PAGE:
But escapism is far more than self-medication. As children we are enchanted by the surreal and mechanical world of the annual fall fairs and the CNE midway. Everything about it – from the colours to the noise, to the toxic candy floss grates on the sensibilities of the adult, but promises only relief from obligation, boredom and predictability in the world of children, who have not yet accepted life as a sober pastime. Wendy Morgan's distorted fairground photographs verge on the shapeless, yet they communicate a visual equivalency to this youthful intoxication and the elevated sense of being in the world that the fairground can give. Similarly, Kate Wilson draws inspiration from country fairs, car culture, and small town speedways. Her fairground escapism is a little bit more adult than Morgan's. Her paintings and drawings communicate dilapidation, and a kind of desperate thrill seeking that recalls a James Dean aesthetic of "live fast and die young." The intoxication that fast cars and familiar midway haunts provide is very often a temporary escape from narrowly defined opportunities and small town horizons.
Mara Korkola's No Place paintings also have their sources in the desperation of the highway. Her twilight images of automobile headlights on two-lane highways are an earthly limbo, neither here nor there, neither day nor night. Raised on the mobility provided by the automobile, North Americans are a restless people for whom the keys to the car and a tank full of gas are often sufficient promise of escape.
Karma Clarke-Davis's personally expressive work operates ironically and in reference to the popular genre of music videos. We are simultaneously entertained by her inventions and transfixed by her personal narrative. The enacted passion in this case, however, is not the typical glamour posturing of popular youth culture, rather, it is a complex acknowledgment of simultaneously seeing and being seen, of being in the middle of your life's own music video. Similarly, Dionne McAffee's video work, Trance, acknowledges this escapist project as a conflict between desire and self-consciousness. One has the potential to escape from everywhere and everything, except the self.
Katharine Harvey's paintings have consisted of parallel interests in sailing and the store windows of urban life. In the past she has painted sailboats on thick accumulations of acrylic gel medium that takes the water from the marine genre and gives it a wholly new and unexpected dimension. In her store window paintings she has focussed on the interplay between inexpensive knick-knacks and reflections in the plate glass windows – creating a dialogue between the minor moments of exotic transport (symbolized by the knick-knacks) and the illusions and distortions of the reflections in the plate glass. Her current paintings in "Let's Get Lost" combine the elements of her marine paintings and her store window work. Working from photographs taken under water, Harvey paints the image of toy boats floating on the surface. The resulting images are both disorienting and comforting, a small reminder perhaps of an infantile desire to return to our original amniotic fluid.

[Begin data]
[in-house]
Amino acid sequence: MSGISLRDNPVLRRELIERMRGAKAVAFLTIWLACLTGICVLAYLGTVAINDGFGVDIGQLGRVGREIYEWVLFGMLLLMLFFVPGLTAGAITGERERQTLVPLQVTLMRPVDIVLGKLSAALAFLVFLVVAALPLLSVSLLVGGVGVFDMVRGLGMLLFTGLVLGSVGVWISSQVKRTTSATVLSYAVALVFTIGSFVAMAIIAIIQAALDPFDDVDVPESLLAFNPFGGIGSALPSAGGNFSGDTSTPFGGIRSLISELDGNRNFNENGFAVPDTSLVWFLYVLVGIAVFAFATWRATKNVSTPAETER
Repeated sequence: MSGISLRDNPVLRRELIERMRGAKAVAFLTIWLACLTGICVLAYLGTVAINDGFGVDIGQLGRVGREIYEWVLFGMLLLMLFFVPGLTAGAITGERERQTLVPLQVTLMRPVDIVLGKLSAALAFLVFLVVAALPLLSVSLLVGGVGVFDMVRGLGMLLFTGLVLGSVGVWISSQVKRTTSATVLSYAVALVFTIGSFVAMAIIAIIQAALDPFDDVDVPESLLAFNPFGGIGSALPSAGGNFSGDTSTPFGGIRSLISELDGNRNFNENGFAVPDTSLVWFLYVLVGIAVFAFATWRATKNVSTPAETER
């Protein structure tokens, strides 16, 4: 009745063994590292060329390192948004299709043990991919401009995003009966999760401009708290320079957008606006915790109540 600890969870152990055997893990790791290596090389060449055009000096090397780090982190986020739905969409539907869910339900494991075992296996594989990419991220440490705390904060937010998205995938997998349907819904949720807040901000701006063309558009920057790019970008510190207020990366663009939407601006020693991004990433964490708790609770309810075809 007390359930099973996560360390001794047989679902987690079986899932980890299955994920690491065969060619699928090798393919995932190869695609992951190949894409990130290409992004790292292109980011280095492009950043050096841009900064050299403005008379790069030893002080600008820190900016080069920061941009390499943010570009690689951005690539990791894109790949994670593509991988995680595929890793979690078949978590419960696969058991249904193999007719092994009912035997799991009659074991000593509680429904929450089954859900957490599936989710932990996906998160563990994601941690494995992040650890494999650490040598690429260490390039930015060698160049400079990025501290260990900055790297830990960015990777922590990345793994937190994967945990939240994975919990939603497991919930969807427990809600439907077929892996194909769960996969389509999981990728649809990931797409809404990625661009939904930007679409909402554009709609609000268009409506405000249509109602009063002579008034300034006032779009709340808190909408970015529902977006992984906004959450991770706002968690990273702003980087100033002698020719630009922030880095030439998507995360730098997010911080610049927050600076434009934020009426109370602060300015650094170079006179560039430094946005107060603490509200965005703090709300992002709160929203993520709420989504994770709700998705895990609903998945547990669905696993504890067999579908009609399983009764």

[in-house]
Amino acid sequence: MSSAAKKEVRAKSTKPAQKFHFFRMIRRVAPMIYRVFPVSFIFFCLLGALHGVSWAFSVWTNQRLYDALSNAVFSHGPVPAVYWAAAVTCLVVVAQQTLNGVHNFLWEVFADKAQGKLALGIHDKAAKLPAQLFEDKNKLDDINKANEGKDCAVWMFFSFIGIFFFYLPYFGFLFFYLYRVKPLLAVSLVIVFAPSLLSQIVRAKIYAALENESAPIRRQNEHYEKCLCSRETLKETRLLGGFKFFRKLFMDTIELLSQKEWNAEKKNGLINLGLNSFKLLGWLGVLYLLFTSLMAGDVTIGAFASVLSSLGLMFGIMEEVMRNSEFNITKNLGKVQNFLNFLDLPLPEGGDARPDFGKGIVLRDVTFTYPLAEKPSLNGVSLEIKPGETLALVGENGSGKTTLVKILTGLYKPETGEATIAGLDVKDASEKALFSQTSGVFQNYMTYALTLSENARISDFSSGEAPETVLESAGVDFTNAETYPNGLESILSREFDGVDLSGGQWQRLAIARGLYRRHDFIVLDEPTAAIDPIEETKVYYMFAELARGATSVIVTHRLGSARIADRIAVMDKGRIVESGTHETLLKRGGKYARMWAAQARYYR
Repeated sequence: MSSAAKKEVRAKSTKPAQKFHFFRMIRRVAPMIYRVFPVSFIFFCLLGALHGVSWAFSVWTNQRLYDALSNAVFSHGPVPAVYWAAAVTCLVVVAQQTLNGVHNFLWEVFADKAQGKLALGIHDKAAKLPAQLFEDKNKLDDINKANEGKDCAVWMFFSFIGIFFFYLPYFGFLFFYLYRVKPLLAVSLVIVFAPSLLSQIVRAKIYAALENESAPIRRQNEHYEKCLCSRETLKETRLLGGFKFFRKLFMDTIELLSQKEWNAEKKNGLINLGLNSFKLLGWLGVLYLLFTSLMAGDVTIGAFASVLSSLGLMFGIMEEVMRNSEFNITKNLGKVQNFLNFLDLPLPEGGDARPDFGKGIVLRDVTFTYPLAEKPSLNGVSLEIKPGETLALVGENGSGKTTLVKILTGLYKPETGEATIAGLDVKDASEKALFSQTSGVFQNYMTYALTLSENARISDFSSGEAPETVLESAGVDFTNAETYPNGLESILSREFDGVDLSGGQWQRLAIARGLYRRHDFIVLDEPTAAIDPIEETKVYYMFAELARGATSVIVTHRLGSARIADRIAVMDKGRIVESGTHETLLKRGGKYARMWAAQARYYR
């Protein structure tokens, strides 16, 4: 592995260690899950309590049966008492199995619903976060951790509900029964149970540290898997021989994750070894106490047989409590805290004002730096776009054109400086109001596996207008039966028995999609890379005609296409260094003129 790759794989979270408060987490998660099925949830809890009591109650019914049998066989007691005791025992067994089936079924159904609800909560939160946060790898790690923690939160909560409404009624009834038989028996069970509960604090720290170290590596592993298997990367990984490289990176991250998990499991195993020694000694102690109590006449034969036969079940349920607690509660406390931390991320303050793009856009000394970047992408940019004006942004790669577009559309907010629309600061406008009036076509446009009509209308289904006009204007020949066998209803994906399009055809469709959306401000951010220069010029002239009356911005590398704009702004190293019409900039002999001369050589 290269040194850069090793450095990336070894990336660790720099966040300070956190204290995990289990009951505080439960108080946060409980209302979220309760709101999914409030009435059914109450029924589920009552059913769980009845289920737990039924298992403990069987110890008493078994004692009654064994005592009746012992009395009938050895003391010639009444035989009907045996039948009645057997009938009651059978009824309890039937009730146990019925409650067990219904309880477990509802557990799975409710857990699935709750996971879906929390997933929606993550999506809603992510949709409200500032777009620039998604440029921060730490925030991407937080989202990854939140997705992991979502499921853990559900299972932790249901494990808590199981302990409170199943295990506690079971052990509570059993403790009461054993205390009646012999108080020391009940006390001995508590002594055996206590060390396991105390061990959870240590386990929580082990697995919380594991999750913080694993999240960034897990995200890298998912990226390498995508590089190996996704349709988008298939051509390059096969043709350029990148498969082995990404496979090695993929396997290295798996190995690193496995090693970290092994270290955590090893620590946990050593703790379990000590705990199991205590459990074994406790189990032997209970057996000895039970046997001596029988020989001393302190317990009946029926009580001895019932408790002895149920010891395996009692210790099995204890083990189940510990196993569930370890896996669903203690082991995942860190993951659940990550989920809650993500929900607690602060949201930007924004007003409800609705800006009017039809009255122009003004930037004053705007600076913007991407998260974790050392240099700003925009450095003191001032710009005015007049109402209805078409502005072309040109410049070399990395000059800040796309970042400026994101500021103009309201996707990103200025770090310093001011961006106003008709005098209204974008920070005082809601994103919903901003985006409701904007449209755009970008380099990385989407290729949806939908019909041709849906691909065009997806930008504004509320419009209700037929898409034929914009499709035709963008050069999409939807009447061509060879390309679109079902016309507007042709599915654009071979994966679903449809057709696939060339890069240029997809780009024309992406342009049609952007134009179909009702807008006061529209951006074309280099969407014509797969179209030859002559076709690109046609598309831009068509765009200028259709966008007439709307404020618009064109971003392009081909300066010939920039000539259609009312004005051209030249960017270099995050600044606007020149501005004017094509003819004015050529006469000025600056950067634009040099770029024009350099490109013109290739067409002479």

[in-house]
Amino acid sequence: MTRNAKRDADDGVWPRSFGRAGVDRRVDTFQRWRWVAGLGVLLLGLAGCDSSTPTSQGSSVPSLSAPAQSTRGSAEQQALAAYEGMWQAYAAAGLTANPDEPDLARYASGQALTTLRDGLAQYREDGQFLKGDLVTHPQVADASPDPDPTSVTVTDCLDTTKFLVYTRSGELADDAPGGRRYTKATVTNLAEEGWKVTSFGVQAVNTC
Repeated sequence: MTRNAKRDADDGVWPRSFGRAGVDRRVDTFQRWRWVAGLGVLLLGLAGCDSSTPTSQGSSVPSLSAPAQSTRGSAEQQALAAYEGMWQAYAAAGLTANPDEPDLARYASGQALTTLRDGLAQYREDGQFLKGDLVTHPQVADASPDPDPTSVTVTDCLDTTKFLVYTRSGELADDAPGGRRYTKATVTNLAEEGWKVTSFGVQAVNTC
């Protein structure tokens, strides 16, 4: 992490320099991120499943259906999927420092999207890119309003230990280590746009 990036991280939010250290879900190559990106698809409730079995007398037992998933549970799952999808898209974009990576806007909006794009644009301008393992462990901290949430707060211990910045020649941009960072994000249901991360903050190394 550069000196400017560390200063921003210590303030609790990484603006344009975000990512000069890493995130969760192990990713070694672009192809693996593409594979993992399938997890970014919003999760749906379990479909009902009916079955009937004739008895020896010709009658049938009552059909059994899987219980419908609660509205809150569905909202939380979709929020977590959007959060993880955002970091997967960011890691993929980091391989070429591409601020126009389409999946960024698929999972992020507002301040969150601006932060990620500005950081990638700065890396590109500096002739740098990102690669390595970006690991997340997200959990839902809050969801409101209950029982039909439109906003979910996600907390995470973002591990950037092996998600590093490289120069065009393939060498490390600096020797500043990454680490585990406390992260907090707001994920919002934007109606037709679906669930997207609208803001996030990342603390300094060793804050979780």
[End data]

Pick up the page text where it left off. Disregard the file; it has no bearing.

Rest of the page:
Water, of course, has deep associations with the origins of life, and Stacey Lancaster's video, The Bay Model, continues in this symbolic tradition. The dream-like sequences of a woman diving for her submerged clothes lost in the bay are evocative of separation and the desire for reconnection. Escape in this video is an escape from alienation, from adult knowledge and from the physical and psychological dissociation that separates us from our past and our present.
Jan Noestheden is inspired by clip art, those hieroglyphs of efficiency, service, quality and optimism that in less sophisticated times illustrated the yellow pages, stationary and business cards of commerce. Taken out of context his vinyl images seem giddy and ridiculous – over-the-top behaviour typical of the manic-depressive on a roll. Noestheden’s art is an escape from sober-minded adult behaviour, and an ironic embrace of sophomoric and low-brow taste. Jason Dunda is similarly inspired by the graphic art of adolescence, in his case that of comic books, and the ease with which magic is created with an economy of line and colour. Having been at one time addicted to comic books myself, I can attest to their intoxicating effect, and Dunda's paintings bring me back to that magic.
We crave escapes, in all forms, and the art of escape is an aesthetic we may crave for its own sake. We may read escapist literature or enjoy fantasy movies and art for the simple pleasures of the textures, colours and forms. Art is intoxicating. It get's us through the day.
Just take it easy though. Not too much.